Recent studies show that patients diagnosed and undergoing SCC surgical correction before the appearance of important clinical symptoms have a better long-term prognosis [4]. Therefore, there is a need for better imaging criteria for the diagnosis of SCC in MPS, which do not depend on the existence of severe compressions associated with gliosis and neurological injury.

Materials and Methods

A retrospective longitudinal study was carried out using 31 MRI scans from 24 MPS patients followed at the National Institute of Women, Children and Adolescents´ Health Fernandes Figueira, a tertiary hospital in Rio de Janeiro, Brazil. Patients with cervical SCC suspected or confirmed in imaging exams who had not yet undergone decompressive cervical surgery were included.

The collected patient data included age at diagnosis, age at neurological evaluation and at each cervical spine MRI scan performed and at last follow-up, sex, MPS type and subtype, and use of enzyme replacement therapy or stem cell transplant.

Patients’ scans were subdivided in 4 groups, according to the amount of spinal cord lesion. Group 0 (G0)=no gliosis, group 1 (G1)=focal gliosis, that is, limited <50% the spinal level, group 2 (G2)=extensive gliosis involving more than 50% of the spinal level, and group 3 (G3)=gliosis associated with lacunar lesion (signal similar to CSF in T1 and T2 weighted scans, suggesting sequelar lesion).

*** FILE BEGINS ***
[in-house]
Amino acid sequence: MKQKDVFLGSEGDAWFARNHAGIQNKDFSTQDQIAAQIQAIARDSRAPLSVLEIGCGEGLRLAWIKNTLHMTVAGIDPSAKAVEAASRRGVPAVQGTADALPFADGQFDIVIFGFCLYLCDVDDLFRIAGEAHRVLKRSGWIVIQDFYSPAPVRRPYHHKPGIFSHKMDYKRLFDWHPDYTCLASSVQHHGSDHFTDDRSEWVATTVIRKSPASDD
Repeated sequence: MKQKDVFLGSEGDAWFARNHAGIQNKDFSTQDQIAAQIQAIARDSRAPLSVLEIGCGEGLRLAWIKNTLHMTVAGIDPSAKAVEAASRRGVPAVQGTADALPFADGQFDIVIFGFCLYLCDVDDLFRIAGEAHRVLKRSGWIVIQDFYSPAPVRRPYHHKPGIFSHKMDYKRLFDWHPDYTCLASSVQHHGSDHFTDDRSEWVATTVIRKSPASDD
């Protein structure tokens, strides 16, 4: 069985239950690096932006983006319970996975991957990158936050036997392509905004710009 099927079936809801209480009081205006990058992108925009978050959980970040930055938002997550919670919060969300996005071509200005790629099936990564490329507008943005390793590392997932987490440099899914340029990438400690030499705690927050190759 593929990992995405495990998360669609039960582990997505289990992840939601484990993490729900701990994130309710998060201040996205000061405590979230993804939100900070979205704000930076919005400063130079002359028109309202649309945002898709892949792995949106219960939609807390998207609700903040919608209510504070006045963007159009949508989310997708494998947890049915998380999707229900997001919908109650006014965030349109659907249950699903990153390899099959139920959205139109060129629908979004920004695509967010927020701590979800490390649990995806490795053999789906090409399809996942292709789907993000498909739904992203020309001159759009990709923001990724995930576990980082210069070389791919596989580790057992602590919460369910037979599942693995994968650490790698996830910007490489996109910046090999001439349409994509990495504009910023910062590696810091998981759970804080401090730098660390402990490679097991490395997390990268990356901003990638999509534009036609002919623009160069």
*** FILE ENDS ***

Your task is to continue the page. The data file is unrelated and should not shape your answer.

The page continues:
Author JVA measured anterior-posterior width measures on mid-sagittal imaging of the spinal canal (that is, the width containing both spinal cord and CSF) and the spinal cord using MRI scans. Measures of each of these widths, in each of the 7 spinal levels, were obtained, twice, and a mean value calculated. SCOR was then calculated, and the highest value in each imaging exam was considered for the purpose of evaluating CSCC, as the point of narrower stenosis.

Additionally, gliosis cranial-caudal extension was measured in the number of spinal levels affected, and the degree of CSF flow obstruction was quantified as “2” when both anterior and posterior CSF columns were obliterated, “1” when only one was obstructed and “0” when there was CSF flow, both anteriorly and posteriorly, in the whole of the cervical spinal cord.